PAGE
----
• Bulté, Grégory
  • Carrière, Marie-Andrée
  • Blouin-Demers, Gabriel


Recreational power boating is growing in popularity in North America. This activity is known to have lethal and sub-lethal effects on aquatic wildlife and freshwater turtles may be particularly sensitive to this activity. This study reports on patterns of traumatic injuries inflicted by powerboat propellers to northern map turtles (Graptemys geographica) from two sites differing in boat traffic intensity in Ontario, Canada. The relative vulnerability of turtles was assessed, in light of seasonal patterns in boat traffic, as a function of sex- and age-specific movement patterns, habitat use, and basking behaviour obtained by radio-telemetry. Population viability analyses (PVA) were also conducted to evaluate the potential demographic consequences of mortality induced by powerboats. The prevalence of propeller injuries was two to nine times higher in adult females than in adult males and juvenile females. Patterns of movement, habitat use, and aquatic basking indicated that adult females are more exposed to collisions with boats. PVA showed that boat-induced mortality in adult females could lead to rapid population extinction if the risk of mortality when hit by a boat is greater than 10%. The results of this study showed that recreational power boating is a serious threat to northern map turtles, even under moderate boat traffic. The need to adopt measures restricting boat traffic in areas important to turtles is discussed.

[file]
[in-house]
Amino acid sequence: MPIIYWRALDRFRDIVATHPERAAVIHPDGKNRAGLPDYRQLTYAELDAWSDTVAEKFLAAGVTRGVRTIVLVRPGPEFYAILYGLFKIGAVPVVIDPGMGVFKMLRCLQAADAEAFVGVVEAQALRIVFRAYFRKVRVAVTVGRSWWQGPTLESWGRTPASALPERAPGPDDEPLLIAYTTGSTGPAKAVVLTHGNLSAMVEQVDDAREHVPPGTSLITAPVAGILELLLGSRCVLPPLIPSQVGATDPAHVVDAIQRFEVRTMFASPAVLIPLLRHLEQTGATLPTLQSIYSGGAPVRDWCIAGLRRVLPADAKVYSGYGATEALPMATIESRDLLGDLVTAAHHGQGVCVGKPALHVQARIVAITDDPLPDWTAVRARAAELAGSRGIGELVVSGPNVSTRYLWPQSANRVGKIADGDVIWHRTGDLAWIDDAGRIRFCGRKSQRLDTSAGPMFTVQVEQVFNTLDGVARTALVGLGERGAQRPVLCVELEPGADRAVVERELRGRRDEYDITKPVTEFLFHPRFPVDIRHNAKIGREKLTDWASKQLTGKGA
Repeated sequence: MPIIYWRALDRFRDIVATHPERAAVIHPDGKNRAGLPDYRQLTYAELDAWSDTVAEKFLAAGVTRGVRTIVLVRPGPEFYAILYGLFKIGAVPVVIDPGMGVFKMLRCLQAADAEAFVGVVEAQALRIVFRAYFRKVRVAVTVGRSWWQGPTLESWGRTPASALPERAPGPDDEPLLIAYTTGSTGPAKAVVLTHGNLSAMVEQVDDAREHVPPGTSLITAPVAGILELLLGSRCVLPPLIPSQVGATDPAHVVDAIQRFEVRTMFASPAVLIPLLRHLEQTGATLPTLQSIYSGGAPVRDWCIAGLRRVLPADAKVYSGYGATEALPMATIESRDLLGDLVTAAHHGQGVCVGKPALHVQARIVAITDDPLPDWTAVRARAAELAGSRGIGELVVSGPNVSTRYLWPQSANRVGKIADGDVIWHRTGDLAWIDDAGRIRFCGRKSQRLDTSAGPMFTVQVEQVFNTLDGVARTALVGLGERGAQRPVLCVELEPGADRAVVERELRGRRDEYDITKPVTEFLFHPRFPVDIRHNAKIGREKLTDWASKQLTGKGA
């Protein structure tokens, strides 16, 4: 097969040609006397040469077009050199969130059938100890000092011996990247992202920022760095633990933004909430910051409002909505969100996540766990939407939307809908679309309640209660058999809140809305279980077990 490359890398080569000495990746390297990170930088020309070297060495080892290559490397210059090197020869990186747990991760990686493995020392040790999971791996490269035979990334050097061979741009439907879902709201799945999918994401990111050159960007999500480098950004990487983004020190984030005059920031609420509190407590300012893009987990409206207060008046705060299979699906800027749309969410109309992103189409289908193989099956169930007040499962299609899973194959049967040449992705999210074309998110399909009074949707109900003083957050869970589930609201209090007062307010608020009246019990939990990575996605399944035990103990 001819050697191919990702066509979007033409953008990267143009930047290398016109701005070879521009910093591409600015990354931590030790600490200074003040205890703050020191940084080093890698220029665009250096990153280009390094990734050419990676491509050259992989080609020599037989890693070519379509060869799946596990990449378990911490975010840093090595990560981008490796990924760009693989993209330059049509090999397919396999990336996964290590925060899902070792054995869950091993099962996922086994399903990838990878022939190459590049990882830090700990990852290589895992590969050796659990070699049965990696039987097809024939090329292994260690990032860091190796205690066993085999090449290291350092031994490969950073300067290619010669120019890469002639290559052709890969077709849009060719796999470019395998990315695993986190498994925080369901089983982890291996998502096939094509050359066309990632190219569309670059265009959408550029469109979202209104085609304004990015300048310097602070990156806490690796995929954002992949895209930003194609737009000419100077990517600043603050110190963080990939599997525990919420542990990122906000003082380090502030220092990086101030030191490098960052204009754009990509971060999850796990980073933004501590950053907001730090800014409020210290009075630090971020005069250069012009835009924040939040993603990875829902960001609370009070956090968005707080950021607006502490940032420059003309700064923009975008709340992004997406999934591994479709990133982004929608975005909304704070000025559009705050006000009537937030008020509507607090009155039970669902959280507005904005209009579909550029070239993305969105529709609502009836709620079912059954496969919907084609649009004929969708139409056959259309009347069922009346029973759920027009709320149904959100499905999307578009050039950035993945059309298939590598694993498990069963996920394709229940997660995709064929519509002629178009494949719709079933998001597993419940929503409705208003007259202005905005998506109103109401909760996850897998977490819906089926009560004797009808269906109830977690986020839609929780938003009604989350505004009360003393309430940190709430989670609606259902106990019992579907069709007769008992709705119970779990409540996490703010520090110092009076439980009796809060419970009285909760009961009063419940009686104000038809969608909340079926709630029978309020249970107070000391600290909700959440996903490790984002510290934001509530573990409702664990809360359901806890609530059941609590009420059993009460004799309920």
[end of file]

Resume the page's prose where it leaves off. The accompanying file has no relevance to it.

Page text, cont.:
Snorkelling and basking traps used to catch turtles